In era of Trump, nonprofits need clarity

Many nonprofits fear President Trump will engineer cuts in funding for them and causes they care about.

The good news is that the new political order can serve as an incentive for charities to do a better job telling their story.

Whatever happens to government funding, nonprofits still will face the challenge of communicating more clearly and effectively with prospective supporters and partners about the needs they address, the way they operate and the difference they make for the people and communities they serve.

The 1.5 million charities in the U.S. — most of them small, compared to big hospitals, universities and museums — traditionally have been expected to do a lot with a little, while struggling to meet rising demand for services and make ends meet.

Fundraising consumes a big share of their time and attention, and charities get little support to build their operations, develop strategies and partnerships, or equip their board and staff to improve their work.

Nonprofits that provide health and human services, or education, to name just a few critical needs, fear government will spend less to address those needs.

Cuts in taxpayer funding will increase demand for nonprofit services from clients no longer able to turn to government programs. And greater demand will make it even more critical for nonprofits to find private support.

Competition for charitable dollars already is fierce. The number of nonprofits keeps growing, and donors increasingly want and expect nonprofits to be more effective, efficient and productive in addressing social needs and running their organizations.

Donors and other investors, including individuals, foundations, companies and government, want nonprofits to use creative strategies that improve communities by engaging more partners, whether charitable, for-profit or taxpayer-supported.

Donors want to see nonprofit business plans that explain exactly how and why they will work. They want to see the “metrics” that nonprofits will use to show their progress and impact. They want nonprofits to be clear and candid about their projected costs, the real hurdles they face and the realistic social returns they expect to generate from the investment they get.

In tough or uncertain times, many nonprofits fall into the nearsighted trap of self-righteousness and self-congratulation. Instead of being clear and honest about the social and operating challenges they face, they hype their role and the impact of their work. They emphasize their own needs as organizations over those of the people and communities they serve. They pander to donors, using vague, feel-good jargon, rather than precise language, as if simply touting the worthiness of their cause were enough to justify support.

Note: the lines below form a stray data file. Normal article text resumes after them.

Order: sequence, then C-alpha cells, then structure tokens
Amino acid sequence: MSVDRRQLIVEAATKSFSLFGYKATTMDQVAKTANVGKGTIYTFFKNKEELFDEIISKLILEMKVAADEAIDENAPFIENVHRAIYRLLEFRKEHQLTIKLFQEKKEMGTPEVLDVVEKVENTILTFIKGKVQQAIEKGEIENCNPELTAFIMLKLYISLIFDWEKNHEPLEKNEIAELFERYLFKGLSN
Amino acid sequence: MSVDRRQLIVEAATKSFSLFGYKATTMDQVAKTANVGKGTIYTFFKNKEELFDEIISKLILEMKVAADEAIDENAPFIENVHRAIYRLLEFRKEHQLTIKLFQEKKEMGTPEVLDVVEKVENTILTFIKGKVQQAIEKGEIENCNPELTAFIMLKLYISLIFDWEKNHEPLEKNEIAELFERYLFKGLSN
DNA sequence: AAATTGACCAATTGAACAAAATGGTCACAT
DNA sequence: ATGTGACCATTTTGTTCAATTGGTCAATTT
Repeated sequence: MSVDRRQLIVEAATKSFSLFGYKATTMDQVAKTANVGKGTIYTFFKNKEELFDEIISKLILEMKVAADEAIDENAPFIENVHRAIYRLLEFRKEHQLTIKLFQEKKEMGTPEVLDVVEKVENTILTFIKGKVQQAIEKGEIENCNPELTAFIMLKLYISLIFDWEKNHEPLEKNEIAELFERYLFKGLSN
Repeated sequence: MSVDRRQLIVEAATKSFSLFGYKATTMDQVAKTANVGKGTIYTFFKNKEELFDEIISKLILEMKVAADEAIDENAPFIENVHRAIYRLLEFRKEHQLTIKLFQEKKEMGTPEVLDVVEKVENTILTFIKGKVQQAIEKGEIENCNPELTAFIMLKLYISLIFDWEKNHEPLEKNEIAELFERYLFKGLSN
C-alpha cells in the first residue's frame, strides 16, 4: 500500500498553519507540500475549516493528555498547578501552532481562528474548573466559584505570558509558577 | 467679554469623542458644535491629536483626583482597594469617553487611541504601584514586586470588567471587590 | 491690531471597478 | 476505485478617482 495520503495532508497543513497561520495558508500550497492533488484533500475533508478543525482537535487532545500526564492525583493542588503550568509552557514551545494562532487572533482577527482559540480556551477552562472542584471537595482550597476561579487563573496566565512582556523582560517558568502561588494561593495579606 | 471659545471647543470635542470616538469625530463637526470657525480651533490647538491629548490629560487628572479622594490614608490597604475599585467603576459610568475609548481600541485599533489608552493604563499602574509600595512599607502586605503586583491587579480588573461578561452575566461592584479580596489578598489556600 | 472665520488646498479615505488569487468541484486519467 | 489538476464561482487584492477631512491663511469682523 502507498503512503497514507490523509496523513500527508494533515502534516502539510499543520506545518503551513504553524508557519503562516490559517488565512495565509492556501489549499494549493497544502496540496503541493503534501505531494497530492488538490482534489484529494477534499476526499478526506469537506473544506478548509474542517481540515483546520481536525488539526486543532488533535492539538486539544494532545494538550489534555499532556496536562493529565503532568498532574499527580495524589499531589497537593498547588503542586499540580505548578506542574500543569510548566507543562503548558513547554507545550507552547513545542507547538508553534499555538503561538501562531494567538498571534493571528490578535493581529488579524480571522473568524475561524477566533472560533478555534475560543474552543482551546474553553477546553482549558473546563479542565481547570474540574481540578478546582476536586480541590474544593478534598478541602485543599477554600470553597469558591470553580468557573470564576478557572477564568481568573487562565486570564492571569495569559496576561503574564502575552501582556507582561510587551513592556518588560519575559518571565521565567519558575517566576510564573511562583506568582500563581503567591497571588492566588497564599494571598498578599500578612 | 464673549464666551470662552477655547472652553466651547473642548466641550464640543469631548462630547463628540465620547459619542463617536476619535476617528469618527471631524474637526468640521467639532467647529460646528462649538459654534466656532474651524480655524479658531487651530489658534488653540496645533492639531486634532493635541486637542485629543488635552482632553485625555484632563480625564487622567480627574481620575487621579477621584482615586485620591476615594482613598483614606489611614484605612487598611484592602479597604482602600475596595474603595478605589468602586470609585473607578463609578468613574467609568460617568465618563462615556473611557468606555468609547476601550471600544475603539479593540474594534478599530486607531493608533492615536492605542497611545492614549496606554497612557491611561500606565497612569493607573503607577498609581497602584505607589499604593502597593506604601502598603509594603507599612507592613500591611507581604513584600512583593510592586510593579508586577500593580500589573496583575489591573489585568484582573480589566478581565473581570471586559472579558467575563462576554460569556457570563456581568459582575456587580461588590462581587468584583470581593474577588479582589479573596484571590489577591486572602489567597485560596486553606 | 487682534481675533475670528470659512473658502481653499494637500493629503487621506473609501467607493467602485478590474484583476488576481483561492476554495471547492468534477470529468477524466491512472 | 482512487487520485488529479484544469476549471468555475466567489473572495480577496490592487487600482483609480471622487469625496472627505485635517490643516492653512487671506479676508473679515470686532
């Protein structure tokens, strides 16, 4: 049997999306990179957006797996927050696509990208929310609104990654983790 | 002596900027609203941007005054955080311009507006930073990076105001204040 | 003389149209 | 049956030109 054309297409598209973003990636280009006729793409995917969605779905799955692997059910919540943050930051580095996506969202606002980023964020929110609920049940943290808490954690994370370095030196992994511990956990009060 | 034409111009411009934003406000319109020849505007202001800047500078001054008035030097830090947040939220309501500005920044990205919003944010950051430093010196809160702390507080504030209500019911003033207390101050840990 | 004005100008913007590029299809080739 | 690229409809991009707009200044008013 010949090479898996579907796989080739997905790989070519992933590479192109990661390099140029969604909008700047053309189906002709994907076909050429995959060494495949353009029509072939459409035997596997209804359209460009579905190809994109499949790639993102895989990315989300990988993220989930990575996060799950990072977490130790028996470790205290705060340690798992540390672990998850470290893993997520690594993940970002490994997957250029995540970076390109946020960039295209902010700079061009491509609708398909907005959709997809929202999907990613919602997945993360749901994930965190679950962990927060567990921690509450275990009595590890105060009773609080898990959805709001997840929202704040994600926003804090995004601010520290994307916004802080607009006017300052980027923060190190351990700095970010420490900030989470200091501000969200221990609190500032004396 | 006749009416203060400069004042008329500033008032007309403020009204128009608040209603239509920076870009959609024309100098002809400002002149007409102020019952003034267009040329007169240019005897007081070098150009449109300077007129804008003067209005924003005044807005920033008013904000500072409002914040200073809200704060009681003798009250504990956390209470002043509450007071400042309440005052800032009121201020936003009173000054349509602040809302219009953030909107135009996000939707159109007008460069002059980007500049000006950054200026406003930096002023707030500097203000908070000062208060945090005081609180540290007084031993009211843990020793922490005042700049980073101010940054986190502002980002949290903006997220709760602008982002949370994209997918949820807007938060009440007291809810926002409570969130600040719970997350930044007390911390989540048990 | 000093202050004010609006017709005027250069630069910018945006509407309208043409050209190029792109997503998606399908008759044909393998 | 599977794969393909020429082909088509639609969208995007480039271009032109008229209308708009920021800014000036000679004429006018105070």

In today’s often harsh and demanding political, economic and social climate, nonprofits need to be more clear, blunt and passionate than ever about the needs they address, the work they do, the way they operate, the challenges they face, the supporters and other partners they count on, and their impact.

Nonprofits can inspire the donors and organizations they need to better serve their communities through the stories they tell, the language they use, the facts they share, and the awareness they raise of community needs.

The key is to make it easy for their prospective investors and partners to see the difference they can make by getting involved, and to understand why they should provide their support.

Want professional help? Philanthropy North Carolina is a consulting practice that provides writing and strategic communications support to nonprofits, foundations, higher education, businesses and others working for social good. To find out more about hiring Philanthropy North Carolina to work with your organization to improve your communications, contact Todd Cohen at 919.272.2051 or toddcohen49@gmail.com.

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Stories that inspire

Good stories about doing good raise awareness of community needs, show your impact, and inspire your work and support for it.

Philanthropy North Carolina, a communications consulting practice, works with charities to create those stories.

PNC clients include nonprofits, foundations, corporate-giving programs, colleges and universities, and consultants and firms serving the social sector.

PNC products and services include:

* News releases. Op-ed columns. Newsletters. Annual reports. Web content. Fundraising and marketing materials. Donor and client profiles. Case statements. Reports, plans, white papers, case studies.

*  Advice and counseling on the charitable world. Communications training and talking points for board and staff. Communications plans. Brand development. Crisis communications.

To learn more about hiring Philanthropy North Carolina, contact Todd Cohen at 919.272.2051 or toddcohen49@gmail.com.

Engage donors through your story

Donors want make a difference, and be appreciated, informed and involved.

So use continual communication to build your relationship with your donors.

Get to know them, and help them get to know you and your organization.

Who are your donors? What do they care about, and why? What is their dream? How do they want to help make it happen?